Indiana Grand Racing & Casino completed its 18th season of Thoroughbred and Quarter Horse racing Thursday, Nov. 18. The abbreviated 96-day season offered 92 days of combined Thoroughbred and Quarter Horse racing along with four days dedicated directly to the sprinters to set a new record of $198,960,722

IndianaRecord numbers were posted throughout the season. The track recorded its highest single program handle on the Indiana Derby Wednesday, July 8 with a total of $5,979,952 wagered on the 12-race card. The Indiana Derby race alone garnered $1,026,395, which was a single race record for the track. The four-day race period also marked the best week ever in the 18-year history of racing for Indiana Grand with a total of $13,176,192 wagered.

Overall, the track saw an increase of 60.93 percent over 2019. A total of $198,960,722 was wagered from all sources in 2020 compared to $123,635,376 in 2019, which is 31 more percent handle with 26 less days in 2020.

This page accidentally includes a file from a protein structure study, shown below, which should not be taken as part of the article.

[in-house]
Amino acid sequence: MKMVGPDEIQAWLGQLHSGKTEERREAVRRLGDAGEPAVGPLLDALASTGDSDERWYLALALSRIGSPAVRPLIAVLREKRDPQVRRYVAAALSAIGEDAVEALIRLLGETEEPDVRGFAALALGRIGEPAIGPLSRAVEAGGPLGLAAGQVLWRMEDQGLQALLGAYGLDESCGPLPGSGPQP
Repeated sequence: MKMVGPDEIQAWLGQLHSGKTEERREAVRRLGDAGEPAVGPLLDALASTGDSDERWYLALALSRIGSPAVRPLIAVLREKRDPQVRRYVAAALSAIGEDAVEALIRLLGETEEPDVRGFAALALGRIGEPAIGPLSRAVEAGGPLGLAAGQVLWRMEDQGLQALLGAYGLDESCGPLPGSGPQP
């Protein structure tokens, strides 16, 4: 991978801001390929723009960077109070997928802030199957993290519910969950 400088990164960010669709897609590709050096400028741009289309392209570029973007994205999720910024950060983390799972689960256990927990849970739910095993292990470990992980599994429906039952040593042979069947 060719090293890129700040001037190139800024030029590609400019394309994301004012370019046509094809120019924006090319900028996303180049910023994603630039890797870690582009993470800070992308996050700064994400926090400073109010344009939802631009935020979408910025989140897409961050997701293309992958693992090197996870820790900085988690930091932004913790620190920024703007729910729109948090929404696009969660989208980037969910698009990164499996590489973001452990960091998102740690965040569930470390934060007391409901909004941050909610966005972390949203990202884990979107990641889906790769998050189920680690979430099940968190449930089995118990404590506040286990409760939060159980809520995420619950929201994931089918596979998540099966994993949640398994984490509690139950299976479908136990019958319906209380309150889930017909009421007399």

Quarter Horse racing also saw a 17.33 percent increase in 2020. Total handle for Quarter Horse racing in 2020 was 20,143,348.30 compared to $17,168,338 in 2019 with two less all-Quarter Horse days held in 2020 compared to 2019. The track recorded its largest single card handle on an all-Quarter Horse day with $819,708.35 wagered on the Saturday, Aug. 8 program.

The final week of racing also established some records as a total of $3,869,898 was wagered on the final program of the year Thursday, Nov. 19, marking the largest handle on a non-Indiana Derby racing card in the history of the track. In all, a total of six days in 2020 showed handle in excess of $3 million. Only one card all season containing Thoroughbred and Quarter Horse racing did not eclipse $1 million in total handle, which was a shortened two-race day due to weather cancellation. The total of 91 days with handle in excess of $1 million is also a track record for Indiana Grand.